by Shaun Chamberlin on May 19th, 2014
This post was originally written by me as a guest post for Rob Hopkins’ Transition Culture blog, but I have kindly given myself permission to reproduce it here 😉
A response to a recent post by Rob Hopkins ‘The impact of Transition. In numbers.‘.
Transition is a wonderful melange of conversations, projects, interactions, inspirations, hard work, failures, successes and entirely unexpected events which we are altogether unsure what to make of! Transition initiatives themselves are as unique as the people who make them up. Initially termed ‘Transition Towns’, they have twisted and squirmed out from under that label like squealing children from under a favourite uncle, becoming Transition Islands, Sustainable Villages, Cities in Transition and all the rest.
To use Rob’s favourite quote from Moominland:
"It was a funny little path, winding here and there, dashing off in different directions, and sometimes even tying a knot in itself from sheer joy. (You don’t get tired of a path like that, and I’m not sure that it doesn’t get you home quicker in the end).”
Yes, Transition: fun, exciting, inspirational, powerful, even maybe uncharacterisable!
But, remember, it is just one thing, this Transition.
Deadening isn’t it, this counting?
What does it even mean anyway: "one thing"? Surely Transition is a mess of thousands of different people, communities, activities, passions..? At best it’s one category. And who wants to be categorised?
And what’s a category anyway?
There is always a difference between any one thing and any other, so to say that there are two of something (let alone two hundred) is always an imperfect statement, in the same way that an analogy between two things is always imperfect. Analogies may highlight important similarities between two things, but they gloss over important differences too, which is why they can be dangerously misleading when applied too widely. Numbers too are imperfect analogies for reality, and are dangerous in just the same way.
George Monbiot wrote an excellent piece last month on the very real dangers of quantifying nature by in which he pointed out that pricing is only one of the ways in which numbering can be problematic. "For every tree we cut down, we’ll plant two new ones!" Which sounds great until you realise that in reality one tree is not the same as one tree (perhaps one is a thousand year old cornerstone of its local ecosystem, and the other is a sapling planted where it will never thrive).
Numbers separate us from that which is described, sucking it out of all context or relationship. As Charles Eisenstein put it, "I don’t think the cruelty of today’s world could exist without the distancing effects of language and measure. Few people can bring themselves to harm a baby, but, distanced by the statistics and data of national policy-making, our leaders do just that, on a mass scale, with hardly a thought."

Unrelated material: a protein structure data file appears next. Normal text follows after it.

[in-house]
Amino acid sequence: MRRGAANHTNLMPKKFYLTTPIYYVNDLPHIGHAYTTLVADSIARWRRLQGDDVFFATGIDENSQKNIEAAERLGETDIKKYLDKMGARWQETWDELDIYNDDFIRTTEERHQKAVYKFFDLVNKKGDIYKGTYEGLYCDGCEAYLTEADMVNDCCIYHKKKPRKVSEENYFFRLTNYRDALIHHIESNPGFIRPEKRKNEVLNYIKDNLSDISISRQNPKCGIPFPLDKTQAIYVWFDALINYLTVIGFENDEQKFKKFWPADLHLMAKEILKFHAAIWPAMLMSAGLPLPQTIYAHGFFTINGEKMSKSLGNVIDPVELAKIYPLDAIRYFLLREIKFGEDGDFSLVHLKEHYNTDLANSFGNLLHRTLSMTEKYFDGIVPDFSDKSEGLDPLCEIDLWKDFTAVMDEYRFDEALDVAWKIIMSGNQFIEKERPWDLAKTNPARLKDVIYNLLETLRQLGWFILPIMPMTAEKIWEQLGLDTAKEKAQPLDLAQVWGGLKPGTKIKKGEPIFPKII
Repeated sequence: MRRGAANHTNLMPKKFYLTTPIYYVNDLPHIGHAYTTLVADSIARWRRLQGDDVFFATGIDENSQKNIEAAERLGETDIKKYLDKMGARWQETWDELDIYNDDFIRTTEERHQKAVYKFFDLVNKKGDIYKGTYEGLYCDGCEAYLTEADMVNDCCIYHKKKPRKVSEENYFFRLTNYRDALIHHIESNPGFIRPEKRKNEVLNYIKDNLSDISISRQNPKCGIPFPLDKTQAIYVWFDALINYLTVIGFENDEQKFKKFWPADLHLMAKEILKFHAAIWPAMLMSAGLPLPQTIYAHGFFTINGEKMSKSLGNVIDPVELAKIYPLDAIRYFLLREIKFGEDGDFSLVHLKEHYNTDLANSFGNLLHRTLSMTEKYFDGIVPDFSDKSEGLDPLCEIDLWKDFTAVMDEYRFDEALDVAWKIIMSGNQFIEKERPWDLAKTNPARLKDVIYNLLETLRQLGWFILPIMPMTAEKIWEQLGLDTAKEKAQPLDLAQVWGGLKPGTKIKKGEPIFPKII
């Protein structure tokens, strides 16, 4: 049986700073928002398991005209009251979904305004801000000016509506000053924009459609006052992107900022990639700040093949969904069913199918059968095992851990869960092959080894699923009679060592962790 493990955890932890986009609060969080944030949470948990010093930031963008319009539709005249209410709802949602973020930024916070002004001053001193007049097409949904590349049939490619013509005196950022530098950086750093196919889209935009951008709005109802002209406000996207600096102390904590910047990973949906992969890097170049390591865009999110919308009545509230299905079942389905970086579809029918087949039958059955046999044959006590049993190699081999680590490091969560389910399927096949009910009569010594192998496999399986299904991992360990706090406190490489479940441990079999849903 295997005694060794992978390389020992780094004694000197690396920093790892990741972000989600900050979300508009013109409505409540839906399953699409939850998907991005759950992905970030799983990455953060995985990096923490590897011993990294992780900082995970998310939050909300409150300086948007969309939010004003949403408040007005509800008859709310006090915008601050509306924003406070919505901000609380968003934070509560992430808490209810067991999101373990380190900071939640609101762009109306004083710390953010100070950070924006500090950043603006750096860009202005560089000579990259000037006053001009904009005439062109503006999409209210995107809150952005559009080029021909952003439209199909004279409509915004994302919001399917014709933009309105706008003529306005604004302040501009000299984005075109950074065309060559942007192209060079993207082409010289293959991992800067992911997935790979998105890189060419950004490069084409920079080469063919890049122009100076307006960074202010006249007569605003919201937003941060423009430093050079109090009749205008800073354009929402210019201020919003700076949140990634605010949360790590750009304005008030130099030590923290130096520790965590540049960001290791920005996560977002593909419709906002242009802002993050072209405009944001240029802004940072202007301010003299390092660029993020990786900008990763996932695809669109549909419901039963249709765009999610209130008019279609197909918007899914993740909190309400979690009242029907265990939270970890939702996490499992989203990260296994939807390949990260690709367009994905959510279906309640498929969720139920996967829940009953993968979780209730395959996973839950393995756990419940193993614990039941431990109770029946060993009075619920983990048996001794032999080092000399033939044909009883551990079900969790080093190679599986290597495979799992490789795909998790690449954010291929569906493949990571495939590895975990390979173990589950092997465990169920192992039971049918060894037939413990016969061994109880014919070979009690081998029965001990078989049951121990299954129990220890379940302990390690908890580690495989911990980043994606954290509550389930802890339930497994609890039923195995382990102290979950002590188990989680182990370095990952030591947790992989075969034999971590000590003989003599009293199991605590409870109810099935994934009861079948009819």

But for all this, there is undoubtedly something tempting about growing numbers, whether we are numbering event attendees, Twitter followers, or pounds sterling. In a world where it is so hard to know whether we are doing the right thing, making a difference, making a positive difference, it is so tempting to have a concrete number to grow. A way to keep score! Finally!!
And of course many funders tend to encourage it. They want to see the impact their £s are having, and they want it quantified. There’s no money in poetry.
But then, as Robert Graves reminded us, there’s no poetry in money either. For the sake of the soul of transition, let us be wary of converting quality into quantity. Let us welcome unique people, not uniform numbers, into our embrace:
51 people attended.
Fifty people were there to listen to Bill McKibben.
Fifty people were there, and Jane from the bakery on Rose Street arrived late.
Well, there was Jane, from the bakery on Rose Street, Josh, of course, me and my family, Roger, Jamal, Biggles and Margaret, Jenny and the twins…
Which of these more accurately reflects the reality of the event? And which audiences are more likely to be given which report?
Of course we are all excited when two hundred people come along to help with a Transition project when we were only expecting thirty (but maybe we’re more excited that Pritesh and Sarah came, of all people!). And of course we want to tell people about this, in a brief and comprehensible way. I’m only highlighting that numbers can be pernicious, and we should be a little wary of their habit of seductively coming to dominate everything that we do. While numbers may be the easiest way of explaining our impact, and even the expected way, they may not always be the best.
Numbers are only an abbreviation of what we’re up to. The reality of Transition lies in the inspiration of stories, in losing track of time while tending a garden, in passions that might never add up to anything much, in countless cups of tea, in unmeasurable love – in all those things that the cold abstraction of numbers will never touch.
I have long found it fascinating that there are cultures do not have words for numbers other than "one", "two" and "many". I fondly imagine that if Transition had its own language it might add one more: “one”, “two”, “many” and “enough”. The dominant culture has enough numbers. But perhaps we can help it remember another way to count?